Intel’s process technology was optimized over decades to enable the highest frequency CPUs and enabled Intel to dominate the PC wave of computing. On the other hand, foundry process technology was optimized to enable a highly power efficient and cost-effective SoC technology suitable for a wide range of customers over a large dynamic operating range, long before the advent of mobile computing. The foundries, led by TSMC were thus well prepared to cater to the needs of mobile, post-PC products.

Advantages of Deep Customer Relationships

The Fabless book mentioned above explains that in the early days, TSMC predominantly manufactured wafers for integrated device manufacturers (“IDMs”); these IDMs had their own fabs but they often didn’t have enough capacity on their own. Cadence (CDNS) was created in 1988 and they supplied design tools used by fabless companies but it took time for the industry to change such that fabless companies became meaningful. Eventually fabless companies like Qualcomm (QCOM) grew to become a huge part of the semiconductor industry. The relationship TSMC has with fabless customers is long and enduring per the 4Q07 call:

There is no question that if you look at the industry during the last year, the year before, you can see that the FAB-less industry, in particular, our partners, has grown robustly. They have outgrown the semiconductor industry consistently. And I’m happy to say, with also a very good growth margin. Many IDMs, as you also know, have gone FAB-lite, and are relying on foundry. And more IDMs are in the process of going FAB-lite, and are relying more and more on foundry services, too. As a result, we really believe that the foundry business model is strong, it’s dynamic, and it’s vibrant. It will be like that going forward for many, many more years.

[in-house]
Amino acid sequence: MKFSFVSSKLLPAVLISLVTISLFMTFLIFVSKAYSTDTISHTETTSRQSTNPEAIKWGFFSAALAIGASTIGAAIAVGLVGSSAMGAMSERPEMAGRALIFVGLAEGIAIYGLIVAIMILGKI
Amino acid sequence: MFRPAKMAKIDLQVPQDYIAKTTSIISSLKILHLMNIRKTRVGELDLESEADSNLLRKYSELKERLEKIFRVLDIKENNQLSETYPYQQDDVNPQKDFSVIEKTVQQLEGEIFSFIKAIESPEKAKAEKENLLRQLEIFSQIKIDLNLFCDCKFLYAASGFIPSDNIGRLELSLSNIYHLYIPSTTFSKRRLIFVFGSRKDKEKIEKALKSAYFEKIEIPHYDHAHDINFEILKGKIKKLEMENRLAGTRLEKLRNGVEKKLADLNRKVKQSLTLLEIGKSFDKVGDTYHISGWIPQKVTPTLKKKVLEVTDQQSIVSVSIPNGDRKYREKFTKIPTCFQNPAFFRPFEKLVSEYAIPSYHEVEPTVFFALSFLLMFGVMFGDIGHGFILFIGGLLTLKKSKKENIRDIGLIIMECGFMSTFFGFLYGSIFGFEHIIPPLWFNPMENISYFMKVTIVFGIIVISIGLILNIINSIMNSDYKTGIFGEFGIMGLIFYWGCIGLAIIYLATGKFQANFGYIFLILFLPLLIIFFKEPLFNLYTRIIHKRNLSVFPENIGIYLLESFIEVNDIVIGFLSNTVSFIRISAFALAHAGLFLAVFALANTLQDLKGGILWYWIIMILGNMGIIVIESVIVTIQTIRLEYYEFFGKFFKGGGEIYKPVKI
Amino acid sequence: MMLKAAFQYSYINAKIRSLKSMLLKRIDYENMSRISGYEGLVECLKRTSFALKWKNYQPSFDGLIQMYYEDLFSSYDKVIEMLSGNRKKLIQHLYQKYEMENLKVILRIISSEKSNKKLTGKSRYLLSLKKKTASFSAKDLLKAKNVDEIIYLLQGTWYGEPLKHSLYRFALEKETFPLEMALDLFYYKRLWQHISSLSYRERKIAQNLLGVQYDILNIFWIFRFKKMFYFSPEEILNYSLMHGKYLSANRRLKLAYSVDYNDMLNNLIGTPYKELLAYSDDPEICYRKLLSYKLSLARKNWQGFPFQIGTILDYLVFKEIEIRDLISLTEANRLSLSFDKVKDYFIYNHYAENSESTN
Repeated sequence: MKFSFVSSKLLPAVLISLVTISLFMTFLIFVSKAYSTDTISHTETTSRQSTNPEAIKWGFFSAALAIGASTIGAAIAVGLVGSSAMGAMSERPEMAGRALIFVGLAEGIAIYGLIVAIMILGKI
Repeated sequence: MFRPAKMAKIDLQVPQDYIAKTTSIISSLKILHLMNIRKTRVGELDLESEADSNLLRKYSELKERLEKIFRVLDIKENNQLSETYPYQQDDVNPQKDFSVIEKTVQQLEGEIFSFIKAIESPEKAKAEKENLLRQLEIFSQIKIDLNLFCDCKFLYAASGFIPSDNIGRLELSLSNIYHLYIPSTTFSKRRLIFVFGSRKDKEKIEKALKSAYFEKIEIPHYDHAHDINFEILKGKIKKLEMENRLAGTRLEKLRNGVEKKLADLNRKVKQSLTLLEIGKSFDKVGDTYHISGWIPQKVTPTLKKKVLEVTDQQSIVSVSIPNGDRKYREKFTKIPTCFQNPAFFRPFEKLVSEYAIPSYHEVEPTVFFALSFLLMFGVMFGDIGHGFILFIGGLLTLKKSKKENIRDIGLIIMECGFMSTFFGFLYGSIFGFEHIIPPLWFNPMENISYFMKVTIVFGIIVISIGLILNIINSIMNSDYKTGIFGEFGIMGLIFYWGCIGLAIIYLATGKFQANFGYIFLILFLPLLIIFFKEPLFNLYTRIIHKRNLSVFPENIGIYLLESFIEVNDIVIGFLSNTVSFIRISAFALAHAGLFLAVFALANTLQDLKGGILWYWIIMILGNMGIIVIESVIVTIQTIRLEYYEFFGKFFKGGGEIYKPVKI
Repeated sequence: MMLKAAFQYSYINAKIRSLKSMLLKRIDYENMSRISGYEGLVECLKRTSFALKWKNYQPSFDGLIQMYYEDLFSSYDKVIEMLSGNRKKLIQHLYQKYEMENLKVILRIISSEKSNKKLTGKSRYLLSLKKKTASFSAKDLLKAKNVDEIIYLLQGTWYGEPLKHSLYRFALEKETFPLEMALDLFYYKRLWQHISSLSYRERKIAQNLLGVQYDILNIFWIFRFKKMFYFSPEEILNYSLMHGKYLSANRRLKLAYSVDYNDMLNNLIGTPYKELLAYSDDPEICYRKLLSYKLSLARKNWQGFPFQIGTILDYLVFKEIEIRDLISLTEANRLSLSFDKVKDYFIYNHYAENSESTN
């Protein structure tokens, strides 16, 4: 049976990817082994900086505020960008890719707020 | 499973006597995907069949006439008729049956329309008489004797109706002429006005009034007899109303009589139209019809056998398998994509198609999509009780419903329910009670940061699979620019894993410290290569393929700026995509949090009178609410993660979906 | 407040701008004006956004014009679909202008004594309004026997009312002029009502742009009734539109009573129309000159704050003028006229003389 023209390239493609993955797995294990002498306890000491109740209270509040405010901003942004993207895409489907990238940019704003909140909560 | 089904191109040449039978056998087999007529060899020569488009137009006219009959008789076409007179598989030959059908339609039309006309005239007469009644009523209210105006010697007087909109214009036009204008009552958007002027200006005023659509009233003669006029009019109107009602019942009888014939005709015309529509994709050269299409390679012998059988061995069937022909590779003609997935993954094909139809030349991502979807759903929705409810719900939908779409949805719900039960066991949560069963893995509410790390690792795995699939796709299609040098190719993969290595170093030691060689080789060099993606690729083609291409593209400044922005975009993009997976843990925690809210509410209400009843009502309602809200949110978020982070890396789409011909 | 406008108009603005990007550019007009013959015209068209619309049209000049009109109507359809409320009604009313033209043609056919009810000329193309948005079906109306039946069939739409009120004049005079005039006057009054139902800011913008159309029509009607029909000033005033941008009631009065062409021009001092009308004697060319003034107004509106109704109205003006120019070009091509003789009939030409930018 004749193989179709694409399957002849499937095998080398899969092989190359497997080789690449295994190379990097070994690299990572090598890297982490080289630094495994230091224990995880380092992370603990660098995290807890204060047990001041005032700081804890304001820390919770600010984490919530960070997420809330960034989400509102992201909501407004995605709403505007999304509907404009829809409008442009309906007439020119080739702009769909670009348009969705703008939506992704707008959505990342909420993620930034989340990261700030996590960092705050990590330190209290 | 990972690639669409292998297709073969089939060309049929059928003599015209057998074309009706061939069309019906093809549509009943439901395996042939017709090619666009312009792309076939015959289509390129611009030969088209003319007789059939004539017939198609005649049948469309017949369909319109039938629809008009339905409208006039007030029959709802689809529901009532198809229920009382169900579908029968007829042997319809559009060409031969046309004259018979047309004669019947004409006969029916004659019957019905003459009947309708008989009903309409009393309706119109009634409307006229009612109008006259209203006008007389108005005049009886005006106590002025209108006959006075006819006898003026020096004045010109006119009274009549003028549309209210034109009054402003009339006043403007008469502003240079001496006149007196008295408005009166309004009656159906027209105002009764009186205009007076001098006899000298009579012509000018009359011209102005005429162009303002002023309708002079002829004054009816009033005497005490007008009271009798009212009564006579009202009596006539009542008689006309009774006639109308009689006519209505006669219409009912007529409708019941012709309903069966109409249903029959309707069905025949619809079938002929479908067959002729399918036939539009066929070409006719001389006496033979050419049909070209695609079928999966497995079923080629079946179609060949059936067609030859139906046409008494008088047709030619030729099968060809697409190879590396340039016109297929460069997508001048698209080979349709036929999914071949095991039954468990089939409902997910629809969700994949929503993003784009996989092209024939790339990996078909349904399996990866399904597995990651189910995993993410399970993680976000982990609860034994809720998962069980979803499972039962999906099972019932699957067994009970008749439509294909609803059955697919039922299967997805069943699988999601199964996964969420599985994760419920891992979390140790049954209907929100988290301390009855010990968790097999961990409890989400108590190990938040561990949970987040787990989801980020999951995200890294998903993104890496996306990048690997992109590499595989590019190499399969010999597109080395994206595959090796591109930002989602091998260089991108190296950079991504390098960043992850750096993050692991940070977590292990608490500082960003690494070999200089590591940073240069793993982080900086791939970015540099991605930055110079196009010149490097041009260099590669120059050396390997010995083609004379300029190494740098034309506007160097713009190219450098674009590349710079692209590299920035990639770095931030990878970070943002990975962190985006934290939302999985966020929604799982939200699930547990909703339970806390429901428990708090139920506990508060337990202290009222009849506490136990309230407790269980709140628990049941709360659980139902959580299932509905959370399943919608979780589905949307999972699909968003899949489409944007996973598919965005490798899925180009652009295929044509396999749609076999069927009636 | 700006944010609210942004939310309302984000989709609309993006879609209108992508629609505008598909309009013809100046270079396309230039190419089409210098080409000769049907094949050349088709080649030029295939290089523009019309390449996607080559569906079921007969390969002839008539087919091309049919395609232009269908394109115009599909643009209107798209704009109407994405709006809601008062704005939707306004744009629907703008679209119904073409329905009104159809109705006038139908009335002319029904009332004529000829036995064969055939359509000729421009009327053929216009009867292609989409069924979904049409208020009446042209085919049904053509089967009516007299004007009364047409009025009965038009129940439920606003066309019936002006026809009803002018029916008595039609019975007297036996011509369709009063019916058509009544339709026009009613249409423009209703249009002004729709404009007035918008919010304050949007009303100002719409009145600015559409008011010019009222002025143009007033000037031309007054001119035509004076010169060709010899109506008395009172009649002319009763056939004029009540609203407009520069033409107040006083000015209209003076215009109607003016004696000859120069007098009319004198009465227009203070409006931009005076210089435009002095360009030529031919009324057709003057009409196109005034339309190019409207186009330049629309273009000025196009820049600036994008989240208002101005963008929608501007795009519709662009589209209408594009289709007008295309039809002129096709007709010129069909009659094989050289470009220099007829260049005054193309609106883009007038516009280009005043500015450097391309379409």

Investors often think it is precarious when a business depends on a small number of key customers but TSMC doesn’t see it that way. In the 2Q17 call, then CFO Lora Ho notes that in 2016, the top 10 customers accounted for 69% of revenue. She remarks that the foundry business model makes it possible for strong relationships to be built with customers:

But I want to say that people may feel customer concentration is not a good thing. But we feel the other way. It’s not really a bad thing, because when you have a bigger customer, that means the dependency for them to TSMC as the customer and for us to then as the supplier needs to be stronger, the relationship collaboration needs to be stronger, which is in favor of a foundry business model. So we view that as a positive thing.